Share Name Share Symbol Market Type Share ISIN Share Description
Burford Capital Limited LSE:BUR London Ordinary Share GG00BMGYLN96 ORD NPV (DI)
  Price Change % Change Share Price Shares Traded Last Trade
  -2.50 -0.32% 787.50 1,695 08:11:33
Bid Price Offer Price High Price Low Price Open Price
785.00 788.50 787.50 779.00 779.00
Industry Sector Turnover (m) Profit (m) EPS - Basic PE Ratio Market Cap (m)
Equity Investment Instruments 261.10 152.60 57.34 14.0 1,722
Last Trade Time Trade Type Trade Size Trade Price Currency
08:10:26 AT 152 787.50 GBX

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Date Time Title Posts
24/6/202113:55BURFORD CAPITAL :::::::::::::::::::::::::: Litigation Funding21,348
04/5/202108:16BUR Charts950
29/4/202119:45Pre Muddy Waters price-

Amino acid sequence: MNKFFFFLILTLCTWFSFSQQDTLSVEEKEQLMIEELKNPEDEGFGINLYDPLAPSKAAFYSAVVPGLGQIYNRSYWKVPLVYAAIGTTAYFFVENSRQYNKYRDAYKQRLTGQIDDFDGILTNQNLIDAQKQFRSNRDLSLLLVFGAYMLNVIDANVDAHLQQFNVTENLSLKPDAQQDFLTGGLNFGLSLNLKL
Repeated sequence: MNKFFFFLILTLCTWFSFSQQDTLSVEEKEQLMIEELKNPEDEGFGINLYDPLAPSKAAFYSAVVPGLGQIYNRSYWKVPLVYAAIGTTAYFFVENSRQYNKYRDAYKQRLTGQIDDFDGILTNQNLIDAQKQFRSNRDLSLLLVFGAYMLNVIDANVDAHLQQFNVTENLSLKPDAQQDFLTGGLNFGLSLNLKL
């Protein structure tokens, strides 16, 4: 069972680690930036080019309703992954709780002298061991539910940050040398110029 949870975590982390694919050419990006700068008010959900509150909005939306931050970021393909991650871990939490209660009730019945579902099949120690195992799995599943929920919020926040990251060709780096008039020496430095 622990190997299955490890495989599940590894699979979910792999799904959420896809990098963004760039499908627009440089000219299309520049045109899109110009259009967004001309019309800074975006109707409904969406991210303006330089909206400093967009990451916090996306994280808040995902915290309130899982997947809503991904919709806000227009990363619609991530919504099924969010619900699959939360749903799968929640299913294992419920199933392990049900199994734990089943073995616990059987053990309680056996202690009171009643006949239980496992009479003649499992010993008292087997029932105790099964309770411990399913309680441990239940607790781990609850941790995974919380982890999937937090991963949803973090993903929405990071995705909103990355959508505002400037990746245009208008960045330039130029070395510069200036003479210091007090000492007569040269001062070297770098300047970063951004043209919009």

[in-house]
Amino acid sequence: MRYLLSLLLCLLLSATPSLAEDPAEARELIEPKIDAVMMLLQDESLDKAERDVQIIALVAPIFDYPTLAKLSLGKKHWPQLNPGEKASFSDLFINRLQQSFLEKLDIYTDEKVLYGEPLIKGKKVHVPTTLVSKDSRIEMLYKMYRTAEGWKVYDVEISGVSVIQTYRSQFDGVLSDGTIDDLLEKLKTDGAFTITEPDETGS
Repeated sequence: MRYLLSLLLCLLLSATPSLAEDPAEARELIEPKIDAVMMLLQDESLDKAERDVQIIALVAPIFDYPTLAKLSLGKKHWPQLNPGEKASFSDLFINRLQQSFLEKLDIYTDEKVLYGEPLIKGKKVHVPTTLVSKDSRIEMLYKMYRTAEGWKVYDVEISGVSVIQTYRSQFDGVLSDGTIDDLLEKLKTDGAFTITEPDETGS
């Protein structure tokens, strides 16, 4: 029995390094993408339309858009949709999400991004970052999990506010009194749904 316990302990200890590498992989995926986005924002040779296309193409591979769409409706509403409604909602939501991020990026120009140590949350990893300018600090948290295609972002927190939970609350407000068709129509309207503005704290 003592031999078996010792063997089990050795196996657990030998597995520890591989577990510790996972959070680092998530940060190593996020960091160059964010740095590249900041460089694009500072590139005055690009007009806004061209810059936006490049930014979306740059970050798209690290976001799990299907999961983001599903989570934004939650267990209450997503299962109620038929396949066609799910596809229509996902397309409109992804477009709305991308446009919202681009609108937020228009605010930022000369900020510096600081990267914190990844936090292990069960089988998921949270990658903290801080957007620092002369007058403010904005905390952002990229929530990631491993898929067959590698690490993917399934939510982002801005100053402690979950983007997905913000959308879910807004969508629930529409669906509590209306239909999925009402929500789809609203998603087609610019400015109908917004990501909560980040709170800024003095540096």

20/8/202016:57news -
17/10/201911:13Burren could bid for Ramco?18

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Burford Capital Daily Update: Burford Capital Limited is listed in the Equity Investment Instruments sector of the London Stock Exchange with ticker BUR. The last closing price for Burford Capital was 790p.
Burford Capital Limited has a 4 week average price of 751p and a 12 week average price of 692.50p.
The 1 year high share price is 969.50p while the 1 year low share price is currently 450.60p.
There are currently 218,649,877 shares in issue and the average daily traded volume is 297,036 shares. The market capitalisation of Burford Capital Limited is £1,721,867,781.38.